The case for a protected bike lane and pedestrian refuges is clear. Despite serving as a neighborhood main street, Amsterdam is currently designed like a highway, with four northbound travel lanes that encourage speeding. From 2009 to 2013, two people were killed and another 36 severely injured along the project’s length, according to DOT. Just last month, on January 18, 73-year-old sculptor Thomas McAnulty was killed by a motorcyclist while walking across Amsterdam at 96th Street. Protected bike lanes are proven to reduce fatalities and severe injuries, and the neighborhood currently lacks a northbound complement to the bike lane on Columbus Avenue.

Thousands of residents and hundreds of businesses and neighborhood groups have signed on in support of redesigning Amsterdam, but opponents of the project are still trying to undermine it ahead of tonight’s vote. Here’s a look at why their arguments don’t hold up.

The safety argument. Bizarrely, CB 7 transportation committee co-chair Dan Zweig has argued that a protected bike lane on Amsterdam will make the street less safe, because removing parking spaces will expose pedestrians to drivers who fly onto the sidewalk. The truth is that the same basic design strategies the city is proposing for Amsterdam have reduced injuries by an average of 20 percent on the Manhattan avenues where they’ve been installed. Adding the bikeway will narrow the roadway, reducing the prevalence of speeding, and adding pedestrian refuges will shorten crossing distances for pedestrians while leading drivers to take turns more carefully. New York knows from experience that these changes save lives.

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Levine to CB 7: Support the Amsterdam Avenue Protected Bike Lane

Next Tuesday, Community Board 7 is slated to vote on the Amsterdam Avenue protected bike lane, and Council Member Mark Levine wants to be crystal clear: The street needs a redesign that includes a protected bike lane.

In a letter sent to CB 7 members today, Levine makes the case that by shortening crossing distances, reducing speeding, and adding a protected bike lane, DOT’s plan will bring Amsterdam Avenue “to a neighborhood scale,” making it safer for pedestrians, cyclists, and motor vehicle occupants.

Council Member Mark Levine. Photo: William Alatriste

Council Member Mark Levine. Photo: William Alatriste

“The current design fails to meet the needs of the community and all users of this critical corridor, and poses a persistent threat to the safety of pedestrians, cyclists and drivers alike,” Levine writes.

Levine represents the northern part of the project area, which goes from 72nd Street to 110th Street. Council Member Helen Rosenthal, who represents the rest of the project area, is also on the record supporting a protected bike lane for Amsterdam.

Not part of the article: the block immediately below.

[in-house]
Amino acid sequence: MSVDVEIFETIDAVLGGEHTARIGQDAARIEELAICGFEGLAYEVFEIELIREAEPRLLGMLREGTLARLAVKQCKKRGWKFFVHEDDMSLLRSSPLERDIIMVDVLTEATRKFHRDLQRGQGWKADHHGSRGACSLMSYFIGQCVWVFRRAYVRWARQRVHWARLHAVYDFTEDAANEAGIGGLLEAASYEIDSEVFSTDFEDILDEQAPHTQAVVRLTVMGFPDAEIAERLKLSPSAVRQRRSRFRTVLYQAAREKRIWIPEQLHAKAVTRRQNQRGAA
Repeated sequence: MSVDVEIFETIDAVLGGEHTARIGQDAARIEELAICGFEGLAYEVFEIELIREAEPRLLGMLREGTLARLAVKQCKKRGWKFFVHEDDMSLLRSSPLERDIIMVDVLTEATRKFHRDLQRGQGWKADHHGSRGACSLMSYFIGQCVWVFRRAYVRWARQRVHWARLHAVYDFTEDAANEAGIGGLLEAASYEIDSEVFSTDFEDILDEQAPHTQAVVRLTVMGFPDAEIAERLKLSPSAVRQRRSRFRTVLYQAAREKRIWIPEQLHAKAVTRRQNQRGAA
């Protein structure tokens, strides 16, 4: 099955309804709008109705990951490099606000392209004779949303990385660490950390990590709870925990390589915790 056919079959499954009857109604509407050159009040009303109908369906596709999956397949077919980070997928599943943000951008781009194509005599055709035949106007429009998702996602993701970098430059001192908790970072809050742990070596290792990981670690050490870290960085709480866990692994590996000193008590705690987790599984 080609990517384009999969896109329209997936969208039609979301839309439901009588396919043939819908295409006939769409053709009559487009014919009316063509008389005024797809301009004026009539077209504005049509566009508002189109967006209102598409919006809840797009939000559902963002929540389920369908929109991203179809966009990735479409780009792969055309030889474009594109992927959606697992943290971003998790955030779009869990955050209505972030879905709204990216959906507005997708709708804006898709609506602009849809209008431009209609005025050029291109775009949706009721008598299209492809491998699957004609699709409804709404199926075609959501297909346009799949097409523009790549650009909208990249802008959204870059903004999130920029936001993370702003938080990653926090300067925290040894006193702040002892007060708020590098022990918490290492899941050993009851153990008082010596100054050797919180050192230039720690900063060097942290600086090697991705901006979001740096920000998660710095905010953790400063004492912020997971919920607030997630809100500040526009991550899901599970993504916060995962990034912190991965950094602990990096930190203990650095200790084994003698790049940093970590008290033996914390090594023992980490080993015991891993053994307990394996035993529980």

Earlier this month, the CB 7 transportation committee failed to endorse a resolution supporting DOT’s proposal, splitting 4-4. The two committee chairs, Dan Zweig and Andrew Albert, have consistently opposed street redesign efforts in the neighborhood since the 1990s.

The protected bike lane plan enjoys wide support among Upper West Side residents and business owners. Transportation Alternatives’ People First on Amsterdam Avenue campaign has collected 3,500 signatures and endorsement letters from more than 200 business along the corridor.

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Parks Department Proposes 9-Block Bike Detour on Hudson River Greenway

A Park Department proposal could prohibit cyclists from biking along the west side waterfront between 73rd Street and 82nd Street. Image: Flickr

The Parks Department is proposing to shunt cyclists away from this waterfront section of the Hudson River Greenway between 73rd Street and 82nd Street. Photo: Howard Brier/Flickr

Cyclists could be forced to take a winding, hilly detour away from the Hudson River Greenway between 73rd Street and 82nd Street, thanks to a proposal from the Parks Department that has the support of Council Member Helen Rosenthal.

As DNAinfo reported, Parks landscape architect Margaret Bracken presented the plan at Monday’s Manhattan Community Board 7 meeting. The proposal emerged from last year’s participatory budgeting process, which allocated $200,000 to reducing conflicts between cyclists and pedestrians on that part of the greenway. Overcrowding is a concern during the summer months, when usage increases dramatically.

CB 7 member Ken Coughlin said the participatory budgeting plan only intended the alternate bike route for “high-traffic summer months” [PDF]. Now, Coughlin and other people who bike on the greenway are concerned the detour will force cyclists into dark, steep paths that could be especially unsafe during the colder parts of the year.